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I walked into the dark, cold entrance of the soup kitchen once again.
It looked the same as always. Off-white, dirty walls, long tables, metal fold-up chairs, and an odd odor you can’t really put your finger on. I looked around and all I saw was pain. Misery and pain. I got in line. Slowly, I made it to the front. The young girl who was serving food was happy. She had her whole life in front of her. Nothing like anyone here.
I felt bad for the little kids here. They had hope. False hope. When you start here, you end here. That’s what happened to me.
As the girl served me my soup, I stared right into her eyes. I couldn’t see anything bad in her eyes. I can tell when somebody has done something bad. The fact that I couldn’t see anything bad in her eyes didn’t surprise me, though. All the young girls who volunteer here are straight-A students who come here and every other stupid shelter I have ever gone to just to get into a good college. Even though they all probably thought we were criminals who spend all the money we have ever gotten on drugs, I still liked them better than the managers who treat you like s***.
“Here you go,” one of them says cheerfully, but a little nervously at the same time.
“Thank you,” I said with slight enthusiasm.
These young girls made me laugh. Not when they tried to tell their dumb jokes, but when I saw them walk in with their “Community Service” sheets under their arms, and their families hugging them good-bye.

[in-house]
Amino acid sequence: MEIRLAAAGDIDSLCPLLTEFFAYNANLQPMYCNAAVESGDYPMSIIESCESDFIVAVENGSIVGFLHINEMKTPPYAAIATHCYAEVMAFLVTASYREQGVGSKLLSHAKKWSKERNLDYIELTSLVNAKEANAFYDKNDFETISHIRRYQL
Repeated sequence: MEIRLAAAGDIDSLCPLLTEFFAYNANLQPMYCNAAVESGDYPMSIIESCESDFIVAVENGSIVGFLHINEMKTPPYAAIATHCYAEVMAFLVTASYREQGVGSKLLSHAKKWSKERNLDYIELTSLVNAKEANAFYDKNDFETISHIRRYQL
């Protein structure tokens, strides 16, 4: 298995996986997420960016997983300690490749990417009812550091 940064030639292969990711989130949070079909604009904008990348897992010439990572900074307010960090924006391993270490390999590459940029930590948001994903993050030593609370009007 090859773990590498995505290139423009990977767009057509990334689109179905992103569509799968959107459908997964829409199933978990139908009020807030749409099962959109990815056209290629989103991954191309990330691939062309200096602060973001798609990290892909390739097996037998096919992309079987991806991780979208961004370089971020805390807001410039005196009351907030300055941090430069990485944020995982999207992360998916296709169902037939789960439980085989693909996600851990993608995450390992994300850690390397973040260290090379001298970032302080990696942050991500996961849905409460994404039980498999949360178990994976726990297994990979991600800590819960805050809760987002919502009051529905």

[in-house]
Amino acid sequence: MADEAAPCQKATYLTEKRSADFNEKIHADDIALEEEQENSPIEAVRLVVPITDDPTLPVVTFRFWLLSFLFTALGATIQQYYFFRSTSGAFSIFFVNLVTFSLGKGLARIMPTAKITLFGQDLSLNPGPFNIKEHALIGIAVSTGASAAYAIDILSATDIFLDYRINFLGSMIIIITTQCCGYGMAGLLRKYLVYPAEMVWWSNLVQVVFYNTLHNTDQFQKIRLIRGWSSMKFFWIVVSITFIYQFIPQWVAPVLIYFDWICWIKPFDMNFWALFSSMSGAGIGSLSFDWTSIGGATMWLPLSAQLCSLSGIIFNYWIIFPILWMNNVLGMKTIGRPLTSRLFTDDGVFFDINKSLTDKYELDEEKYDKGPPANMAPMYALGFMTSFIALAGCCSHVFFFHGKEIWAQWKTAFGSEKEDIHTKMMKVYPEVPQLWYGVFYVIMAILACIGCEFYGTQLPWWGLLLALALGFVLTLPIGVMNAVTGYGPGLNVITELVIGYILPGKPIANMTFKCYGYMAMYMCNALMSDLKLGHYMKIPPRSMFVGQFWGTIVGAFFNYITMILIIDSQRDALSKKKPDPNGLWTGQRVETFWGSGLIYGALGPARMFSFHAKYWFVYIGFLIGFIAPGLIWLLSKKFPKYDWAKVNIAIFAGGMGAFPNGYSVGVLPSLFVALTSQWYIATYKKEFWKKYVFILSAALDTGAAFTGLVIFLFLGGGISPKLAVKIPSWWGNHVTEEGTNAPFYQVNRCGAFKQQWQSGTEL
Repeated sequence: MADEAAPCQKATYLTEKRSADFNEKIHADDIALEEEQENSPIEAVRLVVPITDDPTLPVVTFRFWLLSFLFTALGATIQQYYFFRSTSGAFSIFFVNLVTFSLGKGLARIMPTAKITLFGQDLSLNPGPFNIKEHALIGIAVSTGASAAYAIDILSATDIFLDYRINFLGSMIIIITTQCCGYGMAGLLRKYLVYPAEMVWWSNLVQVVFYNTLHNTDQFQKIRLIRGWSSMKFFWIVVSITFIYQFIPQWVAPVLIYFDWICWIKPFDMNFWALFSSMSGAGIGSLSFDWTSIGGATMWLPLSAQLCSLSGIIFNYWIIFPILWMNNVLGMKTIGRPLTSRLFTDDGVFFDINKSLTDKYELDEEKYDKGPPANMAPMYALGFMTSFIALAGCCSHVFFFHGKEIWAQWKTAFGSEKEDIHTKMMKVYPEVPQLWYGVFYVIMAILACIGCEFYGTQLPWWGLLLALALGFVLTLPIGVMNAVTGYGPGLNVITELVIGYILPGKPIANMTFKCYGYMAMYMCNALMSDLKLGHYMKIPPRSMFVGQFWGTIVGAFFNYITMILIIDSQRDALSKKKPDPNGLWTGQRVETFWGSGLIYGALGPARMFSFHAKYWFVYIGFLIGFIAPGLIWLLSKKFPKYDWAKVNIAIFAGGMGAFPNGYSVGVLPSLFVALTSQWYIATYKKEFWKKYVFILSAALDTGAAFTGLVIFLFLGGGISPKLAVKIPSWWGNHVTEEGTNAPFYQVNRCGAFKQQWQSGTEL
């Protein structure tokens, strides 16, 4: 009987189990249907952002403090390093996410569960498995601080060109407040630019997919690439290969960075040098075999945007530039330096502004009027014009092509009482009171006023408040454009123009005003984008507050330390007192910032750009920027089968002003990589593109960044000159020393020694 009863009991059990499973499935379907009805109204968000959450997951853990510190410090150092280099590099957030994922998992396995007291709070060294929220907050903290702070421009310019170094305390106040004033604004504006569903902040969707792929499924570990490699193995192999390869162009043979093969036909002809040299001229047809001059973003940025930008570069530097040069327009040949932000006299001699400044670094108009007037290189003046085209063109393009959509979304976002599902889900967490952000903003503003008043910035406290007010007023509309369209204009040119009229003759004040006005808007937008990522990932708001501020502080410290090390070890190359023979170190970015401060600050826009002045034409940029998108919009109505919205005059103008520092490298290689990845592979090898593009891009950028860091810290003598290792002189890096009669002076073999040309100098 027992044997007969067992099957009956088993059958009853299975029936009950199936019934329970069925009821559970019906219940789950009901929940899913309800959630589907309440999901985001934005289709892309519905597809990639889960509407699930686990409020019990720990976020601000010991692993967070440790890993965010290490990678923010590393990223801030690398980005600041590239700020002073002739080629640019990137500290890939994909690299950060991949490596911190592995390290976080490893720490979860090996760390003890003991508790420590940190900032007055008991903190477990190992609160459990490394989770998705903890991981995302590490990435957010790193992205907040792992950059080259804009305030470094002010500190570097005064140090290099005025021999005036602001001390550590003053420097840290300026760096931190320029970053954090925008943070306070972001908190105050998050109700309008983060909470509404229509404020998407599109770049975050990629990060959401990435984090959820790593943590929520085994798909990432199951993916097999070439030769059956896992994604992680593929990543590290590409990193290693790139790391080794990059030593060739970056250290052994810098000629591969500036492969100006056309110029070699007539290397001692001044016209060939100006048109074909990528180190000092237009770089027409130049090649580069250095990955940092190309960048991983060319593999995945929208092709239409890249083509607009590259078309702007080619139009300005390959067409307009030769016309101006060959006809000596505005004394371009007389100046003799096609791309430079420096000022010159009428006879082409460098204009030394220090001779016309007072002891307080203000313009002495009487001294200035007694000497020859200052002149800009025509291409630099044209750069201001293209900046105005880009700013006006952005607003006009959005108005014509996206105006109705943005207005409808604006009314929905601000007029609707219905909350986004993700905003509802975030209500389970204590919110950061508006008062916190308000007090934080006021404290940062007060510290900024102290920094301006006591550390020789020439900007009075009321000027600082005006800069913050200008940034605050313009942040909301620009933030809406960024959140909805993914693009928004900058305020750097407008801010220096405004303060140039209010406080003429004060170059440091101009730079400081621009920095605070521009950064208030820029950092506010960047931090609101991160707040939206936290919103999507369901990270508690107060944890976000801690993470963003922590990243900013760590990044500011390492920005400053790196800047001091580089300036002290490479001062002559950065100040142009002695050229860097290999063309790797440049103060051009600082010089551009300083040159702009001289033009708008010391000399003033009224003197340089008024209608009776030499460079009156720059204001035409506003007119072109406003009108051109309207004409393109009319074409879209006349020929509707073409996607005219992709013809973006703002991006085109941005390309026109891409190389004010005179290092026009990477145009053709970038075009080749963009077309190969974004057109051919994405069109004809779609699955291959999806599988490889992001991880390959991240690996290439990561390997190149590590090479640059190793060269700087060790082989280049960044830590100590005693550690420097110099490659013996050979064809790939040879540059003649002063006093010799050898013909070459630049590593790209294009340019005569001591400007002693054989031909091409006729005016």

“We’ll see you in 2 hours,” their families said as they nervously wave good-bye. What a load of s***. What do they think is going to happen to them here?
Most of the kids come here with their families, but some, I guess the older ones, drive themselves. But, all of them seem scared.
After I got my food, I sat down on an old, wobbly metal chair. I started eating. It tasted fine to me. I am used to it by now.
The door squeaked open, and a girl who looked to be about 14 walked in. I looked for her family. But, they weren’t there. Then, I looked for a car. But, I didn’t see any new ones in the lot. She must have walked or taken the bus. That surprised me. She looked like the kind of person who could get a ride. She wore nice jeans and a T-shirt from San Francisco.
I have never seen her before. I watched her. She went back to the kitchen to sign in. She had no papers with her. No community service forms, no family or car. Is this person actually doing something just to be nice and helpful? Are there people in this world like that?
Then, she started serving. She seemed so nice that it was hard for me to understand why she was here. Do I stereotype all of them, just like they stereotype me?
Fifteen minutes later, one of the other girls walked in the door with a folder that said “Community Service” on it. She had beautiful brown hair, was tall, and had her mom standing outside to make sure everything was okay. Again, this made me laugh.
When I finished my meal, I went up to the counter. I gave my tray to the girl with no papers. She smiled and said, “Thank you.” She said it in a tone that was so real. It wasn’t fake, it… it just felt like she cared. I don’t get that much… especially here.
“You’re welcome,” I replied, trying to respond in the same tone she used with me. But, I know my tone was not the same. But, she could tell that I tried.
She smiled. Then I left through the same squeaky doors I entered an hour before, and unfortunately will enter many more times again.